Well this will definitely be going into the personal library. When I was a kid this is the kind of book I would spend hours reading and re-reading, especially if it was filled with gorgeous illustrations like this one is. ” The big picture James Lovelock’s tool kit for the future.” By Taschen is illustrated by Jack Hudson,a British illustrator with a particular interest in scientific subjects and the interaction of macro and micro scales, and features contributions by quantum physicist Lisa Randall, Astronomer Royal Martin Rees, Pulitzer Prize–winning biologist Edward O. Wilson, and Nobel Prize–winning neuroscientist Eric Kandel. The book was Conceived by James Lovelock, inventor of the Gaia theory, this illustrated essay collection brings together an all-star lineup of thinkers and scientists to offer essential understanding about who we are, how we live, and where we might be going.
The world is a wonderful and scary place at times, and the folks over at Information is Beautiful want to show you that. This morning while doing a bit of research on data visualization, I came across 2 infographic pieces that have nothing to do with each other directly, but made me want to post both of them.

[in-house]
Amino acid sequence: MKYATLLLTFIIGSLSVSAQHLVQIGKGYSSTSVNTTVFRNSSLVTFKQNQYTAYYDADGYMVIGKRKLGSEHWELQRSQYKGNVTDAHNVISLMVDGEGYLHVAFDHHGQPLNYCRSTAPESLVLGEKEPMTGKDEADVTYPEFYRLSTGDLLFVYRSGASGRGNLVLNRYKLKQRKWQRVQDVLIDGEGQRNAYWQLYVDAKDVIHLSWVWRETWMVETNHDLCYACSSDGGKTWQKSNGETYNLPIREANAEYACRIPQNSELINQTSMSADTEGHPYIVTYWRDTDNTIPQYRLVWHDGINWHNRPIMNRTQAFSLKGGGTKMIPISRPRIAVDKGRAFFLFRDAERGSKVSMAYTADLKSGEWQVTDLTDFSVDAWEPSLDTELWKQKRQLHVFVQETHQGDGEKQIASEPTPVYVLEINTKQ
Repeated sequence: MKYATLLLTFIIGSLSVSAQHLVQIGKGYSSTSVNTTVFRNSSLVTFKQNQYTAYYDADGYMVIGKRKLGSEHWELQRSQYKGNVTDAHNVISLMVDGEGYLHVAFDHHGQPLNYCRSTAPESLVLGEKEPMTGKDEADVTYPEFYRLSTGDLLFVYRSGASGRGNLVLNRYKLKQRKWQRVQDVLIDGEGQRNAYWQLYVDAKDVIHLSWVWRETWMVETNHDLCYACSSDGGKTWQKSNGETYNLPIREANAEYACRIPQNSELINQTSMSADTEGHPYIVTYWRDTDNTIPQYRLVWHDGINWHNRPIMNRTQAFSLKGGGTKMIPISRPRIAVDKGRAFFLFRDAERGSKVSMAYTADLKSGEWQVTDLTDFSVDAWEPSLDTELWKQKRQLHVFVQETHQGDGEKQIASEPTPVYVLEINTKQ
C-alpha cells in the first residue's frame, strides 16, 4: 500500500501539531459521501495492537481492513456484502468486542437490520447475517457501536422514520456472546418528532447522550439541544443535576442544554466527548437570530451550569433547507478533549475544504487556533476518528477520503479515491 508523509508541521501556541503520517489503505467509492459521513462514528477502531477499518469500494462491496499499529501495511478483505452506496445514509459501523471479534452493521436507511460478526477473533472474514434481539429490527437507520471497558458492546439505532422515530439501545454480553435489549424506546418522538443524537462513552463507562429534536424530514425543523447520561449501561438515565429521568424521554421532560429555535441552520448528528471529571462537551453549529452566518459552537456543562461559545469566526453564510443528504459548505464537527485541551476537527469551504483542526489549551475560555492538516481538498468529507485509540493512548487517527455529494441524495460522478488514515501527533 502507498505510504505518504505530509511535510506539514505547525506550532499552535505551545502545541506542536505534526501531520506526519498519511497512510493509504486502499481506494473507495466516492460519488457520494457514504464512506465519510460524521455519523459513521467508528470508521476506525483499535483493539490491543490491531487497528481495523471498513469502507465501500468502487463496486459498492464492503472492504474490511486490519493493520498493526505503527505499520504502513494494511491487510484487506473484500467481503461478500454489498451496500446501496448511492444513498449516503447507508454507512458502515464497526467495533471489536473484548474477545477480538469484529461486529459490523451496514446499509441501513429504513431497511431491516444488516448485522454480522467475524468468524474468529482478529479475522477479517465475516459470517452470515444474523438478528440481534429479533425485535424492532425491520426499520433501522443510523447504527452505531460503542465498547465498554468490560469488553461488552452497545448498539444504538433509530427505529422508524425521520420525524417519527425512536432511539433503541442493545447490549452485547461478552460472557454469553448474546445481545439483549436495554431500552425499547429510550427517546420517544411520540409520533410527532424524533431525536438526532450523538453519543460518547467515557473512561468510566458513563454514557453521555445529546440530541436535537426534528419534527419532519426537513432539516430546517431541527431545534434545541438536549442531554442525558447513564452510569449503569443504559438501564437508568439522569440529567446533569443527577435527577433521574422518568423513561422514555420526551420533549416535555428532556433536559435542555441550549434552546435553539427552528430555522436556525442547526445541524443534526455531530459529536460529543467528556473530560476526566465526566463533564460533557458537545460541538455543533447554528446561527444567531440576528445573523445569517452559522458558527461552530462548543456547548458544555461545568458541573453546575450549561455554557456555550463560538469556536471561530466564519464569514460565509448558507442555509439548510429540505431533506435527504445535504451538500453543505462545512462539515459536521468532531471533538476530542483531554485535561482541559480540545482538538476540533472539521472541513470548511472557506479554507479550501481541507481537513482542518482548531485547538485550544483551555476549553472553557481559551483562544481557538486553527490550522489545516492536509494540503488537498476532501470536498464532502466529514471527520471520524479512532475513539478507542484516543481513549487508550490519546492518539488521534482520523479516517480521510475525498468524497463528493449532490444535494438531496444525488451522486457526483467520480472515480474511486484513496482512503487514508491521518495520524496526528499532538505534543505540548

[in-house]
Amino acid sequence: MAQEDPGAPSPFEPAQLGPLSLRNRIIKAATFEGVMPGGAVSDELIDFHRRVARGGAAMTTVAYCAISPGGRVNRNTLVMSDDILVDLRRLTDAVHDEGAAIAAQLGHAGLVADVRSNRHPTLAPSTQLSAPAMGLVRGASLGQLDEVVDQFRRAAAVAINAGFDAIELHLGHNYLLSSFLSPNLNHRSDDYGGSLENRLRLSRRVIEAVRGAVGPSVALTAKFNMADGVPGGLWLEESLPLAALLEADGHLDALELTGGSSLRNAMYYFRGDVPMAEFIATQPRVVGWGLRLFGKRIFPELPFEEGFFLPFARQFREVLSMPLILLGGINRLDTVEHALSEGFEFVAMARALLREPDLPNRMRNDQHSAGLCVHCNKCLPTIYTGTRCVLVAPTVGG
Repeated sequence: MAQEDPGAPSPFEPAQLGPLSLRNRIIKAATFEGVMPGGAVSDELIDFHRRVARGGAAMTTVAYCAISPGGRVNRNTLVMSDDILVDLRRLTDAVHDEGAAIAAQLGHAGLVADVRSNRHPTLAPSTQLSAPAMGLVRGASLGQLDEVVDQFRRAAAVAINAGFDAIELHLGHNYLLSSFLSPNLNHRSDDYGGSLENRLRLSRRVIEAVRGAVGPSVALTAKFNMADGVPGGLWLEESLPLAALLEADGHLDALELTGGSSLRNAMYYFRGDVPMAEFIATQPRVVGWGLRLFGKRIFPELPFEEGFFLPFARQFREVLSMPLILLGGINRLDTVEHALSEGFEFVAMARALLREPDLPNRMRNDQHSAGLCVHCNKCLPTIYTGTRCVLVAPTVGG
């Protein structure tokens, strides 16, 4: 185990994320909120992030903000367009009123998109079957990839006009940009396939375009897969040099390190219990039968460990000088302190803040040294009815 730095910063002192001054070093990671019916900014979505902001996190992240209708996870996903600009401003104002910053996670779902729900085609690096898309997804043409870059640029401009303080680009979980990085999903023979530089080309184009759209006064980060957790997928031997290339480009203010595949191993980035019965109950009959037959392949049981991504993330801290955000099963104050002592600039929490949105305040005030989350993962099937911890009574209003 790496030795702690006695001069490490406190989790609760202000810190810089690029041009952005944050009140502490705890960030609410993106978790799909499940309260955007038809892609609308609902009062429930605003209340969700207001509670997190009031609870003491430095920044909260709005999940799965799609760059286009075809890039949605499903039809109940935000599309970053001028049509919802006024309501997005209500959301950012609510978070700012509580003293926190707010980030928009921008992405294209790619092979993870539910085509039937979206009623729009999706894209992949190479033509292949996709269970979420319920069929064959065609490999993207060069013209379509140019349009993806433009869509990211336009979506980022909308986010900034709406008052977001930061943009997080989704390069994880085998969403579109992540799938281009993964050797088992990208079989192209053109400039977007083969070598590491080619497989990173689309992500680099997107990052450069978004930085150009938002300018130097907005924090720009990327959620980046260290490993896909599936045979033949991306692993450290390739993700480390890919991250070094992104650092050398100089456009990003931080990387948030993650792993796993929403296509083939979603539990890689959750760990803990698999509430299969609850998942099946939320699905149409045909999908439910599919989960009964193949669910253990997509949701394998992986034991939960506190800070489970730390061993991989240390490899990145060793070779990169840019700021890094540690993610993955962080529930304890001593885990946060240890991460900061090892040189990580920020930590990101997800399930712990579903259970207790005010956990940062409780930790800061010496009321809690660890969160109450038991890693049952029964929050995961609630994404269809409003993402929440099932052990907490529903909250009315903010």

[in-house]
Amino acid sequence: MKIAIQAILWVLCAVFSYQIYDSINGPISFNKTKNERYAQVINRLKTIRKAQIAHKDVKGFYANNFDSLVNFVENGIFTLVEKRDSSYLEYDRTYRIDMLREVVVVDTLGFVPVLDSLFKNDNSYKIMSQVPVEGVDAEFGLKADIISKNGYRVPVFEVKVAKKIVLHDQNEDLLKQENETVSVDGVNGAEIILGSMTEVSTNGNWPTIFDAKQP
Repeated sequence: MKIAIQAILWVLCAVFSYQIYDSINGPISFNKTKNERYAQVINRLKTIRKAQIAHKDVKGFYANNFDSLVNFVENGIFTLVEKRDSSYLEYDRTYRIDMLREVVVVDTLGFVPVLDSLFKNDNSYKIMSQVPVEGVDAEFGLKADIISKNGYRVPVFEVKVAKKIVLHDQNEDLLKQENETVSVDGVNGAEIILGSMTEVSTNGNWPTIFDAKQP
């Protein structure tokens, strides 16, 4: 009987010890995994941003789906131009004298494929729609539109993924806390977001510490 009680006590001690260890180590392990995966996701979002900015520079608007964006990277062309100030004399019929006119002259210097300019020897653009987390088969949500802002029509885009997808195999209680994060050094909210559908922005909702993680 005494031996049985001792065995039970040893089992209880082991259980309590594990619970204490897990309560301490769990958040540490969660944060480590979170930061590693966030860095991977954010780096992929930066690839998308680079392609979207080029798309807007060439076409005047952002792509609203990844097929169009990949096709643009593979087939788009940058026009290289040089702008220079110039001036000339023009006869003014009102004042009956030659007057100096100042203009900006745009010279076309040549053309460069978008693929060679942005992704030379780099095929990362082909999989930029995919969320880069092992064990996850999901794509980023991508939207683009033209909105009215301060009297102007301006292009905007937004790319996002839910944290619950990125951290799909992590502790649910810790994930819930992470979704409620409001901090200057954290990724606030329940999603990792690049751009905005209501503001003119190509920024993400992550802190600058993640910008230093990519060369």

The first deals with the distant future and the fact that everything is going to die. Yes it looks way into the future of planet earth, all the way up to the point where it is consumed by the sun and dies. The second makes you feel all better by providing you with drink recipes broken down by proportion, so you can drown your sorrows as you reflect on the inevitability of earths ultimate demise. Now I’m not going to lie, some of the drinks recipes seem a bit off to me, and there are some classics that are missing. None the less, I’ll be printing this out for future reference. click on the image to view larger.
It’s been a long, nasty, cold, snowy, can’t wait for you to end kind of winter here in the midwest and elsewhere. The good news is the first day of Spring starts at 6:49 A.M. Greenwich Mean Time. If you want to know where you are in the world, in relation to GMT, click here. I created the image below to give you a few facts about the equinox, but if you don’t care to bend your noodle with science here’s the short sweet version.
Tomorrow the Sun passes directly over the equator so day and night are equal in length. (That’s 12 hours each if you are feeling really lazy) Starting tomorrow the days get longer until the Summer solstice around June 21st. With the longer days, the Northern Hemisphere gets warmer. Warmer temps mean less snow and ice.